The new regime also means that those with non-dom tax status will benefit from transitional arrangements, including a temporary 50% reduction in the taxation of personal foreign income for the tax year 2025-26. After this, individuals who have been tax residents in the UK for more than 4 years, regardless of where they are domiciled, will pay the same UK tax as all other UK residents.

Implications of the New Non Dom Tax Rule

Although more restrictive now, the new regime does offer a more generous and competitive framework compared to countries operating, or lacking, similar schemes. However, these changes will have significant implications for those proposing to move to the UK under business mobility schemes. Individuals in the UK with non-dom tax status also may begin looking to relocate to countries with lowest tax rates or countries with no income tax, such as the various Caribbean Citizenship by Investment programs offering citizenship for a qualifying investment.

While the new regime serves to simplify aspects of the tax system, complexities persist. After the four year relief period, foreign income and gains become subject to UK tax. This may increase individual’s overall tax liability compared to the previous regime, and could result in challenges navigating transitional measures and taxation nuances.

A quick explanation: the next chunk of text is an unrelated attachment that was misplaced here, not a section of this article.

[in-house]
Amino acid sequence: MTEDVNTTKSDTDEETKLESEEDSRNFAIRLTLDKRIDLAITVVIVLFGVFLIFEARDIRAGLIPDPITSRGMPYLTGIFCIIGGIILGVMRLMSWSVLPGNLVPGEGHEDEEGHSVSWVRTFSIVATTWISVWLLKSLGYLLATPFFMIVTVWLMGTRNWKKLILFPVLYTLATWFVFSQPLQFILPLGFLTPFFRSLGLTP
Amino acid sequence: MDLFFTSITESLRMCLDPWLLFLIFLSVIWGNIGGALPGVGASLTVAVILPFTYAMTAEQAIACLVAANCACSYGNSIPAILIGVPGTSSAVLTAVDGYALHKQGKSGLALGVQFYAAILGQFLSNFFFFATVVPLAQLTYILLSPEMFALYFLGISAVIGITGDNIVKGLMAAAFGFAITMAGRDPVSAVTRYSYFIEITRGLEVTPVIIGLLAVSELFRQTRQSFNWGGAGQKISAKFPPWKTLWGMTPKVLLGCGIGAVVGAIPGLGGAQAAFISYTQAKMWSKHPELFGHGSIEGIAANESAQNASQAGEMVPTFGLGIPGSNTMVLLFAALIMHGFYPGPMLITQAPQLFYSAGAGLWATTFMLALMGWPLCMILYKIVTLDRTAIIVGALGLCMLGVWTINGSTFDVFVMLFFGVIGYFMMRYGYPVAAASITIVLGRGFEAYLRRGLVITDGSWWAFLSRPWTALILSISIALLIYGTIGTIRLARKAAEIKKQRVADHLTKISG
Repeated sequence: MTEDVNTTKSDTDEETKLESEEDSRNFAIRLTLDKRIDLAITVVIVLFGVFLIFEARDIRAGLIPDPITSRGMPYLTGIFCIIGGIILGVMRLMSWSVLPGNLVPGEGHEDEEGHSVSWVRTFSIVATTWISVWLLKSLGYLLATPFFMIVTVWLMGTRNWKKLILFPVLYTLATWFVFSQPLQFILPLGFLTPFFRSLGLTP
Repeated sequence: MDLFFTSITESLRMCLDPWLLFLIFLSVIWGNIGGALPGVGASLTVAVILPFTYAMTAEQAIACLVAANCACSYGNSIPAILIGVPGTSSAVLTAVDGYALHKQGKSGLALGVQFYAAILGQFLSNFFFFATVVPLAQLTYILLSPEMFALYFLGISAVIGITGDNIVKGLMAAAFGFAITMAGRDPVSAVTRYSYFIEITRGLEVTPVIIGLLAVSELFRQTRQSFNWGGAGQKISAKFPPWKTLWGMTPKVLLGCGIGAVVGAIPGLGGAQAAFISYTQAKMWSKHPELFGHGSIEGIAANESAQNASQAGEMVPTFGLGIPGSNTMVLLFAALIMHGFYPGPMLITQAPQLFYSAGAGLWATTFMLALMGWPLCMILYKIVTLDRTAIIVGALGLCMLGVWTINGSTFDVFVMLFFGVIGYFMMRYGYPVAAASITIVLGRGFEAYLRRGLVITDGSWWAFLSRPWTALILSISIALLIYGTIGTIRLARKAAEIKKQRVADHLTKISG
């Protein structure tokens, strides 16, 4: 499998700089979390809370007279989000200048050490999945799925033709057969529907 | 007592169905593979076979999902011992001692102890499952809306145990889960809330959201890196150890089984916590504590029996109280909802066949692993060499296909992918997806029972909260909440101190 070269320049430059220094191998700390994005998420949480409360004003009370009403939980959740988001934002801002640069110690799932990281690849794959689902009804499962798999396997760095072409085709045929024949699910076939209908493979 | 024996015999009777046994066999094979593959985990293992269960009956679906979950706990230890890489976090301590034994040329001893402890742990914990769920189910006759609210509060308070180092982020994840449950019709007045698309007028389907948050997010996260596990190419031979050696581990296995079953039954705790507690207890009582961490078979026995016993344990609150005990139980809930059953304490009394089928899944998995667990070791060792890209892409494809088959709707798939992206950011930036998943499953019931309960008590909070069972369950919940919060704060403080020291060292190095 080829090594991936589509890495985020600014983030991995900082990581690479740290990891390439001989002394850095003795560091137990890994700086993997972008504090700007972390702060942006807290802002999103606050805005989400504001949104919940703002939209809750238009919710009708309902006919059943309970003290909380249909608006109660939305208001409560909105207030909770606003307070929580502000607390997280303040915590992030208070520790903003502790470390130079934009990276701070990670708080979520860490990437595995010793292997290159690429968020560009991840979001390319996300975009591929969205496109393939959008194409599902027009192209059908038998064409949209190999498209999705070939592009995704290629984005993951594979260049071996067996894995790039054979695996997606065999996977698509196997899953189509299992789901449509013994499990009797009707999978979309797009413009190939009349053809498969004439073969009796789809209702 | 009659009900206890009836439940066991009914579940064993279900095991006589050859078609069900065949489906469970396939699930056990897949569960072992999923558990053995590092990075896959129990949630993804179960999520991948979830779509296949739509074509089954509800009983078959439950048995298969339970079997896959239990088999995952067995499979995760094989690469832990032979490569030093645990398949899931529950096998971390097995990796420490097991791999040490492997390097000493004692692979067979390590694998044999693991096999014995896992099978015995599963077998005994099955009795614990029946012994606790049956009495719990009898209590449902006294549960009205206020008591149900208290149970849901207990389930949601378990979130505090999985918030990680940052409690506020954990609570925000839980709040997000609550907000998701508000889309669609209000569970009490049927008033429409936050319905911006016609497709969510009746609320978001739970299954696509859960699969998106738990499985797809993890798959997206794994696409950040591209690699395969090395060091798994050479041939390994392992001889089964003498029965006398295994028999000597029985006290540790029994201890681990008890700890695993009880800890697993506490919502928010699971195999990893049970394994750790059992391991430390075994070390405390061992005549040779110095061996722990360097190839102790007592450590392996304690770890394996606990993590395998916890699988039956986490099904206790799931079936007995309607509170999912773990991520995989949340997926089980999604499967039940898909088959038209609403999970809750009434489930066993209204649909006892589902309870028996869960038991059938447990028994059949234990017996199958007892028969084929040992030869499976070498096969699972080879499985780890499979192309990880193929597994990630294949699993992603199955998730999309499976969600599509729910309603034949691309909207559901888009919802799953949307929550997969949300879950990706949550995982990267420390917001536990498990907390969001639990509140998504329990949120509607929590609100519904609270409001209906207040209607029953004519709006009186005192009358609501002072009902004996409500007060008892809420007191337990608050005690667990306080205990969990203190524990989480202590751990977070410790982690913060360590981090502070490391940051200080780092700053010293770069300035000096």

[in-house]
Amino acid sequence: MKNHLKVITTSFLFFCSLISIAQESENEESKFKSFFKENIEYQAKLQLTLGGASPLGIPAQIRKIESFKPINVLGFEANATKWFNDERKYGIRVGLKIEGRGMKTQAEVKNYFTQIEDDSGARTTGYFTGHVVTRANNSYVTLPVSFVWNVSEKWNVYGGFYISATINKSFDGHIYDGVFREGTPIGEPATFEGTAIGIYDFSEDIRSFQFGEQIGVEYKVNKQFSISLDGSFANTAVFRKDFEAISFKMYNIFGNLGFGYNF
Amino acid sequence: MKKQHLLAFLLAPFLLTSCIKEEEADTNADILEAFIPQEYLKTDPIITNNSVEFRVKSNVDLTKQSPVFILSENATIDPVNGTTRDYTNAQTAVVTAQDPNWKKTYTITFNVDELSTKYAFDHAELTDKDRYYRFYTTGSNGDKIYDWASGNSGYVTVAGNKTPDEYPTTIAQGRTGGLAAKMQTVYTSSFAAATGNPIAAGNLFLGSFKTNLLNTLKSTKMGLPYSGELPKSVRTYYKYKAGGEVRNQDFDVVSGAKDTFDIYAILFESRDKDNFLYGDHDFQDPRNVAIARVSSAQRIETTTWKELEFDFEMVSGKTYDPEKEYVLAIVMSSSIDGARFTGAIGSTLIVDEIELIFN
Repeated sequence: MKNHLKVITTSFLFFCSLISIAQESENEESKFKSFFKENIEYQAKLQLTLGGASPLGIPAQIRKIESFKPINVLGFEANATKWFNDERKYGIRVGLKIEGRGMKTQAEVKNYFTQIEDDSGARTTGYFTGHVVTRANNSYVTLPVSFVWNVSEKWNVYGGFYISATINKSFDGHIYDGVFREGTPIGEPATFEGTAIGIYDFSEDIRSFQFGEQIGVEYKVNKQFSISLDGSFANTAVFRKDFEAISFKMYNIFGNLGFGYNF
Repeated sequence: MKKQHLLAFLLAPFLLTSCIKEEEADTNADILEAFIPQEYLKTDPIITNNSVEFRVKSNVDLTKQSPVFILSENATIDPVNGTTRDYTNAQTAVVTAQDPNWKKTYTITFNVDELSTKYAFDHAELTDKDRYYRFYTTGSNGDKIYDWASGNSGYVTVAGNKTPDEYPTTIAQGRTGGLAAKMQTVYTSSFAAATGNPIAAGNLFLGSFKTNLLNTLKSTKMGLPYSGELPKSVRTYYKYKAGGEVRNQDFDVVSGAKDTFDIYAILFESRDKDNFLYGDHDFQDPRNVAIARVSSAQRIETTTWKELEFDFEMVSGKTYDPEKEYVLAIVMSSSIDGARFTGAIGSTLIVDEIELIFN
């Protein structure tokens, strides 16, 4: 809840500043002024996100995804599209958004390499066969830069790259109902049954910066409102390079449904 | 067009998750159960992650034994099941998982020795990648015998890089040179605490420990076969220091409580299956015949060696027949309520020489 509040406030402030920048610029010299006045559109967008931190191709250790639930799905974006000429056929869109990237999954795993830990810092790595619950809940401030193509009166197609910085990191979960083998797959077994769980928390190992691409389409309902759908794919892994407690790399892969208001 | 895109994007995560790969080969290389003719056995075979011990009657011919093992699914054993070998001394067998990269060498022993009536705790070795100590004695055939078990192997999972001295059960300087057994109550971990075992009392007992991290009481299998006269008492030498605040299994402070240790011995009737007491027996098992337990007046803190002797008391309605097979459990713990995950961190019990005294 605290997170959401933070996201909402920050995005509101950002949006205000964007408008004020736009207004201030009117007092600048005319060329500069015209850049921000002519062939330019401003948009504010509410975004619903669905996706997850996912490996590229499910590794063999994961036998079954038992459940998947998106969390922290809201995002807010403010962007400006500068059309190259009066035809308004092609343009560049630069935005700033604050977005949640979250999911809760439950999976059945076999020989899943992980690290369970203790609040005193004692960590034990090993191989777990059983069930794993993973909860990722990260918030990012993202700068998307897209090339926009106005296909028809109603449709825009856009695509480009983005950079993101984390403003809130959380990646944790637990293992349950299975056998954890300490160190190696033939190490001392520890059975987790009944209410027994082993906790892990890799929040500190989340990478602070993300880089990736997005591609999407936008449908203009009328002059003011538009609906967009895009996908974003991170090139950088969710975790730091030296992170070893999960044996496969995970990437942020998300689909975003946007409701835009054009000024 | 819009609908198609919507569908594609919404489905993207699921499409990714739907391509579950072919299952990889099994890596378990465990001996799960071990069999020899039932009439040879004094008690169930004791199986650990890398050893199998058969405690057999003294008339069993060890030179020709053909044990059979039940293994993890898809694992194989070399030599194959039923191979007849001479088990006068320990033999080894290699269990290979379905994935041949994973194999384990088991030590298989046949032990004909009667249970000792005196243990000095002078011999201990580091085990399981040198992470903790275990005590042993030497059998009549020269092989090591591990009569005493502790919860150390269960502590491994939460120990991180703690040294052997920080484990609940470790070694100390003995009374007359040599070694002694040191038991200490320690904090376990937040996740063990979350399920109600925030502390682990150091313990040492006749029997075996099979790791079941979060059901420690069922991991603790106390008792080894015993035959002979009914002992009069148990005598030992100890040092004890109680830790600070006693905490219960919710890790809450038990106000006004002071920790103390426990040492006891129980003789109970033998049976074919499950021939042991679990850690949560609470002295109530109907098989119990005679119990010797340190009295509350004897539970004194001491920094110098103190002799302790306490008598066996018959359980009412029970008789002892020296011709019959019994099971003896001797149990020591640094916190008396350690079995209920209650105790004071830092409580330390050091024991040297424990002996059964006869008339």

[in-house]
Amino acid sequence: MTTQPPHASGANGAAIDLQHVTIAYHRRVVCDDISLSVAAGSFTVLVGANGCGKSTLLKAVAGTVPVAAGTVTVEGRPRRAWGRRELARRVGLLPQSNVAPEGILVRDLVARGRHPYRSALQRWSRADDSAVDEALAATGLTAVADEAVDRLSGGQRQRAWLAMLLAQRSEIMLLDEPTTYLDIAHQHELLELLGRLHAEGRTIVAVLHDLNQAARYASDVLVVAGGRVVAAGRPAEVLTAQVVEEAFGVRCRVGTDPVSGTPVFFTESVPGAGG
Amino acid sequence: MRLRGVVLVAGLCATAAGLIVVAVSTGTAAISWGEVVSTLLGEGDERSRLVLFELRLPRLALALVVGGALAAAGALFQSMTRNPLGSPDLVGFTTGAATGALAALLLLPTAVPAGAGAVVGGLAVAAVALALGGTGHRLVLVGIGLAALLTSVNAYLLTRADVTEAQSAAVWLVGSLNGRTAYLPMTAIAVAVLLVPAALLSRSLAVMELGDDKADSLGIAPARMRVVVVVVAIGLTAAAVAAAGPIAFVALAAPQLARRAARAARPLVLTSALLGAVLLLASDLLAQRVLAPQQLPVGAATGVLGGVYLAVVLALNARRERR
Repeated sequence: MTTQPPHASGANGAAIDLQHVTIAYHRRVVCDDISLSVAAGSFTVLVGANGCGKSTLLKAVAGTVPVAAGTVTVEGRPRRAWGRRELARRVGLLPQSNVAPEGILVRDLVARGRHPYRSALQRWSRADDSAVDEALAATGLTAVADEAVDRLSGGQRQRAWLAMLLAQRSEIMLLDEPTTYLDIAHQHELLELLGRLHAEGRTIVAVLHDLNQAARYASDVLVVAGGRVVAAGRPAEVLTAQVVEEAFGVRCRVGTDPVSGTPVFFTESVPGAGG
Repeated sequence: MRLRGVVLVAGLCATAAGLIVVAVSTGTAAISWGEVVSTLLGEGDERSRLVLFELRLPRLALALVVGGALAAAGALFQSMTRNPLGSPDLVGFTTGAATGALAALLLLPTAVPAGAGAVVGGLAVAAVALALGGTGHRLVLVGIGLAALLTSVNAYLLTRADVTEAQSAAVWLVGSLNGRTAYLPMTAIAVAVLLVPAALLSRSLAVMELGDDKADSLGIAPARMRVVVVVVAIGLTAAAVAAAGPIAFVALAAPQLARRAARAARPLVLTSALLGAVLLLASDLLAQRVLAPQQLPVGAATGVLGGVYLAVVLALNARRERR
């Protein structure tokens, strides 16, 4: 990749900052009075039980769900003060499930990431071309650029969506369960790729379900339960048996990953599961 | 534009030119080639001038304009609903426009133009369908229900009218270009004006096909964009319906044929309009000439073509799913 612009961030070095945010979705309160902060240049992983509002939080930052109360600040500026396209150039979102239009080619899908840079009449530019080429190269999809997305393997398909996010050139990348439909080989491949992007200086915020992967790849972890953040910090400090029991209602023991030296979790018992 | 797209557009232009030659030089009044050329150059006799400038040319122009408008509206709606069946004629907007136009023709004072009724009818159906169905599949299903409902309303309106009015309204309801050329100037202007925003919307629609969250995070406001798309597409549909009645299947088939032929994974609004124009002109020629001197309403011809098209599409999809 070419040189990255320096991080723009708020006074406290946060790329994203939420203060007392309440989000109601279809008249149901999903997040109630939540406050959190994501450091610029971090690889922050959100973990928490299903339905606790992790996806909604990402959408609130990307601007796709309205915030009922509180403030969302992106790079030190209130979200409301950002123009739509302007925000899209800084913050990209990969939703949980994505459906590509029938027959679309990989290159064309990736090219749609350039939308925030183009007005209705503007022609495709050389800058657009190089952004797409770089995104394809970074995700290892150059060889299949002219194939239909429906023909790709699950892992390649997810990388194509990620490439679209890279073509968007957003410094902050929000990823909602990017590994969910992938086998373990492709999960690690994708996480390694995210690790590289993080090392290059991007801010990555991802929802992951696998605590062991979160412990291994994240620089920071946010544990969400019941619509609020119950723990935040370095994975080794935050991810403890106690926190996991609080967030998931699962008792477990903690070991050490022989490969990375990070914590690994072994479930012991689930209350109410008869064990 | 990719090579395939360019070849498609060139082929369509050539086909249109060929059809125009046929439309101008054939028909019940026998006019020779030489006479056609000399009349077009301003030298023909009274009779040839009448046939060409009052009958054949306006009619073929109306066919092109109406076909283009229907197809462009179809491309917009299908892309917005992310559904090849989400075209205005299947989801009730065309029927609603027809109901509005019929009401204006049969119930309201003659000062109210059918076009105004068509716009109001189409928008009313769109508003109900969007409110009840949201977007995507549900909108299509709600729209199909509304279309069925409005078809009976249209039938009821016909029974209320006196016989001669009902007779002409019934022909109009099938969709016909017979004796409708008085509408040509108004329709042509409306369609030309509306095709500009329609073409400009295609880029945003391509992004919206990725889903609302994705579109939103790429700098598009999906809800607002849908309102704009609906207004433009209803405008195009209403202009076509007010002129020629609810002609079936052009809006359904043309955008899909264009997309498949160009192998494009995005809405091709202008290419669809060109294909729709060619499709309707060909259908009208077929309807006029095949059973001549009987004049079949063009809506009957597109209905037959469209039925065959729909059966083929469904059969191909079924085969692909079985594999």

Exploring Alternative Opportunities

For those exploring residency options beyond the UK, countries with lowest corporate tax rates such as Hungary offer attractive incentives for business mobility. Hungary’s Residency by Investment program provides a pathway to residency and citizenship. With Hungary boasting one of the lowest corporate tax rates in Europe at 9% and a competitive tax regime, it presents an appealing option for individuals seeking to minimise their tax liabilities while enjoying the benefits of European residency. Individuals considering international relocation may also find the Greek non-dom regime for investors or the Switzerland tax rate – lump-sum taxation based on living expenses rather than income – particularly appealing for their financial strategies.

With many individuals also being eligible for Citizenship by Ancestry in various countries, this avenue can present another opportunity for relocation and the potential to capitalise from countries with lowest tax rates.

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    Next Steps

    Seeking professional advice and staying informed about non dom status changes are essential for navigating the complexities of the new regime effectively. If you are considering seeking residency within the UK, or looking to explore Residency and Citizenship by Investment options in lowest income tax countries, please visit our website to find out more.

    With over 30 years of experience, Harvey Law Group is a leading international law firm specialised in Citizenship and Residency by Investment programs, operating in over 20 offices worldwide.
    If you would like to discuss your requirements further, you can contact us by telephone at +44 (0) 203 405 5762, or by email at
    [email protected].